French A Level
The course is designed to build on the language acquired when studying for GCSE French and continues the development of listening, speaking, reading and writing skills, alongside an understanding of the way in which grammatical structures enhance linguistic independence.
Students study social and technological change alongside highlights of French-speaking artistic culture and also explore the influence of the past on present-day French-speaking communities. They learn the language in the context of French-speaking countries and the issues and influences which have shaped them. Students will study a film and a literary text and will have the opportunity to carry out independent research on a topic of their choice linked to an aspect of Francophone culture.
A minimum of 4 subjects at grade 5 or above at GCSE plus English Language at grade 4 or above. You should also have a grade 6 or above in GCSE French.
What will I study?
- The Changing Nature of the Family: divorce, living together, civil and religious marriage
- Cyber Society: positive and negative aspects of new technologies
- The Place of Voluntary Work: charities and volunteering in France and overseas
- A Culture Proud of its Heritage: tourism, historic monuments and the importance of food
- Contemporary Francophone Music: new and old artists and how they are supported
- Cinema: the 7th art form - history and government support for French cinema
You will also study a French language film, currently Les 400 Coups.
You will build on the topics studied in Year One and study new topics such as:
- Positive Features of a Diverse Society: attitudes to ethnic minorities, the disabled and other distinct groups
- Life for the Marginalised: attitudes to poverty
- How Criminals are Treated: criminal system, including the role of prison
- Teenagers, the Right to Vote and Political Commitment: young people’s and women’s involvement in political life
- Demonstrations, Strikes – who holds the power?: trade unions and industrial and political unrest
- Politics and Immigration: the history of immigration and aspects of racism and integration
You will also study a literary work, currently Bonjour Tristesse, and build on the work of the film from the first year.
The second year of the course also includes an independent research project, on a topic of your choice, related to an aspect of Francophone society or culture.
You will need to purchase a copy of the novel and also a DVD of the film that will be studied.
Method of delivery
The course follows the traditional A Level delivery model of three 90 minute lessons a week, typically including listening and reading practice, group and paired speaking work and practice of grammatical structures.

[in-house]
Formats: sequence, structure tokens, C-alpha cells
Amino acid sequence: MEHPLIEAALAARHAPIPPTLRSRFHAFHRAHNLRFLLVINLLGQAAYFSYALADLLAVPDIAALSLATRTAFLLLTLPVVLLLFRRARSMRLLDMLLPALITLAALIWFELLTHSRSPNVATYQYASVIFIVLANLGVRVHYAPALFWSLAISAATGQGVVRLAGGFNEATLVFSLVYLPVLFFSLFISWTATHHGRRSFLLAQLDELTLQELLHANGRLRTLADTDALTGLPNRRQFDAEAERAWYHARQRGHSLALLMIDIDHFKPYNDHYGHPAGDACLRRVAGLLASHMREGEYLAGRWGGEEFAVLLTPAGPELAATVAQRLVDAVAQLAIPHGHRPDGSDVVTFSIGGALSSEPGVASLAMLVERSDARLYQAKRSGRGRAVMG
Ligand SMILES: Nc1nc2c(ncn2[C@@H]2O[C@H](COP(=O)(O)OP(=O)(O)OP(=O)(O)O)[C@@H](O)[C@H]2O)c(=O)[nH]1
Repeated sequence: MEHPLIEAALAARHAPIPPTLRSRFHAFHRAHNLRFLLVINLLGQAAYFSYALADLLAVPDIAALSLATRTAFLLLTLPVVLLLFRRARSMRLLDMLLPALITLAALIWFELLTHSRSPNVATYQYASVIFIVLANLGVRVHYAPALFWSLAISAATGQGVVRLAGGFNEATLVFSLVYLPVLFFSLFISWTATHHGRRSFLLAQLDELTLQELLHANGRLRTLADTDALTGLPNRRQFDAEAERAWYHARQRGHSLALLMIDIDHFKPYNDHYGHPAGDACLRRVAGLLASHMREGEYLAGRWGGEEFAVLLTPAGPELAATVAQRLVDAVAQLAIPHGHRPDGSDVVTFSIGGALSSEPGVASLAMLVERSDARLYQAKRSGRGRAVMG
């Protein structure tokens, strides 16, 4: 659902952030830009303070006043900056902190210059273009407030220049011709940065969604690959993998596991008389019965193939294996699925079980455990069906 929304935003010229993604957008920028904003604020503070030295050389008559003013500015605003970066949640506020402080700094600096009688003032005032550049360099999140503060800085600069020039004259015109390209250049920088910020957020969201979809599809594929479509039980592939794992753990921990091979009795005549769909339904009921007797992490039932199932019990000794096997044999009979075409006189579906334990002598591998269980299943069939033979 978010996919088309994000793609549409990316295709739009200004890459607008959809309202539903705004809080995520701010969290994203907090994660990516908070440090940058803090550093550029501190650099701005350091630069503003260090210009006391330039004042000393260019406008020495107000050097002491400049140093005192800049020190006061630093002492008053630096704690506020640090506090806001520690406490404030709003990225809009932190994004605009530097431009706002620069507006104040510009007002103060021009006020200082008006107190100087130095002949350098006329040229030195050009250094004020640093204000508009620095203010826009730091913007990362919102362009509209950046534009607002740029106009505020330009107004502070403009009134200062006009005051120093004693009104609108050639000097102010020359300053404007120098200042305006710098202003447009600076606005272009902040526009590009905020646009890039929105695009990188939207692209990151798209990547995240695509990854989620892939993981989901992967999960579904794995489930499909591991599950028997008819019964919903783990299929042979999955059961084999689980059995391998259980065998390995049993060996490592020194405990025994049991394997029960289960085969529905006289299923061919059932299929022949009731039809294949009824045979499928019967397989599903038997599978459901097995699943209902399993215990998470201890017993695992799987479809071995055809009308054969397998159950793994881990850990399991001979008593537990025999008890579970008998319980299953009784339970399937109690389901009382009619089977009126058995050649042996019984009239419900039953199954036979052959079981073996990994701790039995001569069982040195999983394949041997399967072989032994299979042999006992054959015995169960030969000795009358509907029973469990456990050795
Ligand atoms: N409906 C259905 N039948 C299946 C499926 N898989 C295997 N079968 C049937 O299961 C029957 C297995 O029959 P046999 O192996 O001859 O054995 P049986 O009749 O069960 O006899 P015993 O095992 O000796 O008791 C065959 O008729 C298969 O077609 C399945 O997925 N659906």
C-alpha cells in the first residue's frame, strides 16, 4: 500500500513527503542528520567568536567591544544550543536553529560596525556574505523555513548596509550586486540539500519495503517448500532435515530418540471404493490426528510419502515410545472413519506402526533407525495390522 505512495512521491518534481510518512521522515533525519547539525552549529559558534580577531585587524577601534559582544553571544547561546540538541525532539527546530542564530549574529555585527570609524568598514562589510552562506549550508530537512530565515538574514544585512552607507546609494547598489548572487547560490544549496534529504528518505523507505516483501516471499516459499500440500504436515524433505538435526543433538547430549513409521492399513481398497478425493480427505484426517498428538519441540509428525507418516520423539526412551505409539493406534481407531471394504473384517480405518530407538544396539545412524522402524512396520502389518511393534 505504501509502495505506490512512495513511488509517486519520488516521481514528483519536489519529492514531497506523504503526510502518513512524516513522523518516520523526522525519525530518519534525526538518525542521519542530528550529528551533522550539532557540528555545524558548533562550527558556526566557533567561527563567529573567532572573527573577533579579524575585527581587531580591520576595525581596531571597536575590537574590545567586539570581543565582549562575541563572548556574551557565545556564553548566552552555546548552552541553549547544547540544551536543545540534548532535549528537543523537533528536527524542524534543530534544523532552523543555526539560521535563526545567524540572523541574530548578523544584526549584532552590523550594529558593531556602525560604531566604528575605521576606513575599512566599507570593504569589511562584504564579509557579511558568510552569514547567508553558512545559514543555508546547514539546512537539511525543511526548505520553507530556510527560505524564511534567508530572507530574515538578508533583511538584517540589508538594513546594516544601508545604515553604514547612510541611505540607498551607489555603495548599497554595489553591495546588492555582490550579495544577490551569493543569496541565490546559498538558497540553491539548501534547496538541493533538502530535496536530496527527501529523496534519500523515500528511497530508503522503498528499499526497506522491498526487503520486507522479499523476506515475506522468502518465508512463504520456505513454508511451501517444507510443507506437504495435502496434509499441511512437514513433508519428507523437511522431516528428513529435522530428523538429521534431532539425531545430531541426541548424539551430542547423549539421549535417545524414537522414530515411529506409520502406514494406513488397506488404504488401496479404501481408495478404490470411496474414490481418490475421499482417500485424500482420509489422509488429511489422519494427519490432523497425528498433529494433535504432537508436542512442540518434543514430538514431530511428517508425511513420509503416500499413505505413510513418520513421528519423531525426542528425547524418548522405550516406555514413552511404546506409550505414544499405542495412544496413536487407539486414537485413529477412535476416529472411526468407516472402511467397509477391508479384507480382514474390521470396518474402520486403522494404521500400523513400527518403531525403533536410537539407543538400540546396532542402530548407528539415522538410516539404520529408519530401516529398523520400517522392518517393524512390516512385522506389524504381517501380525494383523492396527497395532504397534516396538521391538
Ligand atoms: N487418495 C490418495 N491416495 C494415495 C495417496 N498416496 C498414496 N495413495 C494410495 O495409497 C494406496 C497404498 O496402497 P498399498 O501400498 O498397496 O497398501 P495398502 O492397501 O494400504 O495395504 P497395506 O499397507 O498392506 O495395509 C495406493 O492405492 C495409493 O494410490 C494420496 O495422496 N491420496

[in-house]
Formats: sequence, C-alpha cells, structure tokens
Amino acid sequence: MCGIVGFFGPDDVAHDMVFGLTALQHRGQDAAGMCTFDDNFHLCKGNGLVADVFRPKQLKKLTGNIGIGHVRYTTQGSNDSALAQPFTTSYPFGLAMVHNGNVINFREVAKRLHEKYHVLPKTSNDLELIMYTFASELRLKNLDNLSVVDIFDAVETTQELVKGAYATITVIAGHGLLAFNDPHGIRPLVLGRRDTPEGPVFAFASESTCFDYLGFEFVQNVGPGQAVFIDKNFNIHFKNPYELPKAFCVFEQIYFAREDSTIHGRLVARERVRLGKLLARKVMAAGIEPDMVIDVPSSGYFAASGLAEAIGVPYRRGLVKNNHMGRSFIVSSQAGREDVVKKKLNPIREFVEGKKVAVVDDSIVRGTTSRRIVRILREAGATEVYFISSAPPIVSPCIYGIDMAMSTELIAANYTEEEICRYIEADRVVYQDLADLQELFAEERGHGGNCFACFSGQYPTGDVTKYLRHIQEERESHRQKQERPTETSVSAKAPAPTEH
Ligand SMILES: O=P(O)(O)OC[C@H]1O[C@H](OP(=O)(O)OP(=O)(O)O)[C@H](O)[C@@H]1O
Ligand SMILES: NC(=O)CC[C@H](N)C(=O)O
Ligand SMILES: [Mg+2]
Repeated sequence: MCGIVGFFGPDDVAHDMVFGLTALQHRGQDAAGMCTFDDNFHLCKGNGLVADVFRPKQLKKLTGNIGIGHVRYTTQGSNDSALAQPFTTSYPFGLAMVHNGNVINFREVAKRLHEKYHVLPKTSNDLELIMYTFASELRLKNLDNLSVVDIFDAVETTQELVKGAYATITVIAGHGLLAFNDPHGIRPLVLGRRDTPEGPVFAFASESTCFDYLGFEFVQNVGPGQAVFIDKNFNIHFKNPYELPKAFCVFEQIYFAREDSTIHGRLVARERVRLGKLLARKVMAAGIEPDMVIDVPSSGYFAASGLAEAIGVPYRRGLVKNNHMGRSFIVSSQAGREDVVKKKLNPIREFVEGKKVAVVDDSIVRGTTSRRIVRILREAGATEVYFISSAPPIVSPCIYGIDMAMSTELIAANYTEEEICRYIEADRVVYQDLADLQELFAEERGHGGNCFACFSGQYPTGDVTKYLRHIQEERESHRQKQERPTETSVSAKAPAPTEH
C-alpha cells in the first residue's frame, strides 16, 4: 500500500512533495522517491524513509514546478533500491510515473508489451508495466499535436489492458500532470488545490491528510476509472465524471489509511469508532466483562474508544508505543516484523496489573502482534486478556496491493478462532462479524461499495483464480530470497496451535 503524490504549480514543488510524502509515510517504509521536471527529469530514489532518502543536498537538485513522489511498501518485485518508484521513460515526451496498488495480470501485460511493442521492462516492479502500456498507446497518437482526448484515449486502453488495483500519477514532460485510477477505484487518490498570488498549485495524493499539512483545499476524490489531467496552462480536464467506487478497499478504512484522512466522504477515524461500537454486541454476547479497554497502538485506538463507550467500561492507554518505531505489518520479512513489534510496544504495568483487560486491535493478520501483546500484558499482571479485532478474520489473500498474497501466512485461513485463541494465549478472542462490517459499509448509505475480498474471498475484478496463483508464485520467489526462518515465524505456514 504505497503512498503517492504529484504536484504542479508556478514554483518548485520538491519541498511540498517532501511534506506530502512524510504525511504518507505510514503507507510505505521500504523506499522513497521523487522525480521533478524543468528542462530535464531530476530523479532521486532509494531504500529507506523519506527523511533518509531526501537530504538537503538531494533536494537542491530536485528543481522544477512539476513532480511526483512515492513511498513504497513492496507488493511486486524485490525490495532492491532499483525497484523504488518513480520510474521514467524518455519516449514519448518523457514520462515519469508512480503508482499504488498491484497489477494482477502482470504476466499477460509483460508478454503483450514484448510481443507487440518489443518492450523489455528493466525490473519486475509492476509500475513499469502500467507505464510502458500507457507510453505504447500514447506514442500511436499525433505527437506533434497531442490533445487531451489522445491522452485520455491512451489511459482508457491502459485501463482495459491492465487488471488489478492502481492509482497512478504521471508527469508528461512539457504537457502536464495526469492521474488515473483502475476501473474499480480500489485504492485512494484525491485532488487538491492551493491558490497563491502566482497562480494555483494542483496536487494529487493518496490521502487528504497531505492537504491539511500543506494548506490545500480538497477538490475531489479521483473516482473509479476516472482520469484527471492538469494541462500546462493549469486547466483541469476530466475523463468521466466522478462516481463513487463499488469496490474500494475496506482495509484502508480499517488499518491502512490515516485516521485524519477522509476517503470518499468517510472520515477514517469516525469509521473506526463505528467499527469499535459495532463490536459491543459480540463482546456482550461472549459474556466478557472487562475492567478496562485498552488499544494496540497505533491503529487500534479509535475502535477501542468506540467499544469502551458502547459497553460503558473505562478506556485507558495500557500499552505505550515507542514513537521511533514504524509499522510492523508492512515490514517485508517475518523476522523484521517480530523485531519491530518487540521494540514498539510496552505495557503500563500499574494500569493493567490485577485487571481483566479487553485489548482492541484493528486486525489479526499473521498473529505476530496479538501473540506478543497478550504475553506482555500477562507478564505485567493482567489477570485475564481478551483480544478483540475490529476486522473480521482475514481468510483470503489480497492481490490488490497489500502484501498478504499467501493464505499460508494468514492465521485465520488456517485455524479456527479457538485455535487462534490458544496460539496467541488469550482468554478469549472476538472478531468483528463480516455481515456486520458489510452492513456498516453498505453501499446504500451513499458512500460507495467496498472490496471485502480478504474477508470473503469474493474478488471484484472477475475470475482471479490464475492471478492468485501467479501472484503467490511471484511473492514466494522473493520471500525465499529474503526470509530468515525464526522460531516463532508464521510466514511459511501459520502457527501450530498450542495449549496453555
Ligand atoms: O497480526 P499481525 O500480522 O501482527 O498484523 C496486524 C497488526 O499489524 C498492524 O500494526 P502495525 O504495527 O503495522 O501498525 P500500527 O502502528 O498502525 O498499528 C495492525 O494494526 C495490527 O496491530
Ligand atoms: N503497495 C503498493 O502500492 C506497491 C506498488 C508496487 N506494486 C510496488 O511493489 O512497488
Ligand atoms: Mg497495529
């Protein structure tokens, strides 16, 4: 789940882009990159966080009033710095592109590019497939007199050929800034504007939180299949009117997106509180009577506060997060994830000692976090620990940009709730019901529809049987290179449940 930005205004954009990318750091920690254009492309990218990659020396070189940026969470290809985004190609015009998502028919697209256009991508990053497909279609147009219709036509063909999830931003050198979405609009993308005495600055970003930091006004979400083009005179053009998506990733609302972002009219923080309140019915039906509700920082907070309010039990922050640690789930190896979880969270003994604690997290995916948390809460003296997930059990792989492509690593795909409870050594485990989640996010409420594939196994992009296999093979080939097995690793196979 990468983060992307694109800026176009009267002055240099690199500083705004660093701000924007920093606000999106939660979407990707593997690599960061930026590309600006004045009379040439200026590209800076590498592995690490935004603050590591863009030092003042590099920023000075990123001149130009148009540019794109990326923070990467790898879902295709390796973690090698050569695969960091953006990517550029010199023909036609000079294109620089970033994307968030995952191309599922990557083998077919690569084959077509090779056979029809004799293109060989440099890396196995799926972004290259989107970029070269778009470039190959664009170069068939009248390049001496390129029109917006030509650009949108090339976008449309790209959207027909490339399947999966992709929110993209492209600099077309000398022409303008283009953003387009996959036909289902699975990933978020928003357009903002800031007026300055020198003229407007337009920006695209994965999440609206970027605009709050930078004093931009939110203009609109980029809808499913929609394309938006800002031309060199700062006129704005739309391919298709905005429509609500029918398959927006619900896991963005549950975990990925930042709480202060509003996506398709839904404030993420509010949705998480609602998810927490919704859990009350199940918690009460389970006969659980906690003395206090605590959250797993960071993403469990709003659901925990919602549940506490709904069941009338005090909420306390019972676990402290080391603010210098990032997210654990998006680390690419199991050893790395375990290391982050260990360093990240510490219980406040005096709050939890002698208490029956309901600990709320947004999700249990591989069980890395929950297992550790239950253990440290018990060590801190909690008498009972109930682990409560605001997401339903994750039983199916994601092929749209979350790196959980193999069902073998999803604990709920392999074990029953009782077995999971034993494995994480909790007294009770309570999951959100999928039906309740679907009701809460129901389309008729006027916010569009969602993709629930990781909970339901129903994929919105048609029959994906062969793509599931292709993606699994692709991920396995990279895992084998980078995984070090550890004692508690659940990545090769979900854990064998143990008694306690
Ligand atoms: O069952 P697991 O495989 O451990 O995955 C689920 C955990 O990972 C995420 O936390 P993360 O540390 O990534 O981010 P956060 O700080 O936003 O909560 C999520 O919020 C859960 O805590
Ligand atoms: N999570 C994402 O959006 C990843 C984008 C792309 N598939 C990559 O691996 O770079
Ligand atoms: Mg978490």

We use the AQA approved Kerboodle online coursebook, with additional material. Students are provided with a personal login so they can access materials for independent study. In addition there is a weekly short lesson with the French assistant to improve your spoken confidence, fluency, and accuracy.
How will I be assessed?
Assessment is by final examination at the end of each year, including a speaking examination, listening and reading comprehension, translation and essays on the film and/or book.
Paper 1: Listening, reading and writing, worth 45%
Paper 2: Writing and translation, worth 25%
Paper 3: Speaking, worth 30%
Paper 1: Listening, reading, writing and translation, worth 50%
Paper 2: Writing, worth 20%
Paper 3: Speaking, including the Independent Research Project, worth 30%
Good course combinations
Students can combine French successfully with the full range of A Levels; we positively welcome dual or even triple linguists if applicants have studied the relevant GCSEs. The current specification works particularly well with English Language, Film Studies, English Literature, History, Politics and Sociology. The skills needed also feature in A Levels with an emphasis on logic or process such as Maths, Music and the Sciences.
Your next steps
Many students go on to a language related degree course. Learning a language at A Level teaches the skills needed to learn all languages so students sometimes choose to start a new language at university e.g. Mandarin, Arabic, Japanese. There are many universities offering courses including language study, combined with another option.
Recently students have progressed to courses including French and Law at Liverpool, French and Spanish at York and French and Russian at Cambridge. Students progressing to non-MFL courses have opted for Journalism at the University of Westminster, Maths at Newcastle, Engineering at Bristol, and Environmental Science at Sheffield.
Possible careers include teaching, translation, journalism, publishing, and work in the tourism or financial sectors. Knowledge of a minority language can increase a student’s options in the job market and the skills developed on languages courses, including analysis, attention to detail and oral skills are valued in many areas of employment. Some students progress straight into a career and many feel that French A Level builds up the confidence and language skills needed for travelling and periods of work abroad.
I enjoy the variety of topics that French covers, which we study with up-to-date and authentic French resources, such as articles. I find that I get a real sense of satisfaction when I am able to apply the knowledge in my free time by listening to French music and watching French TV programmes.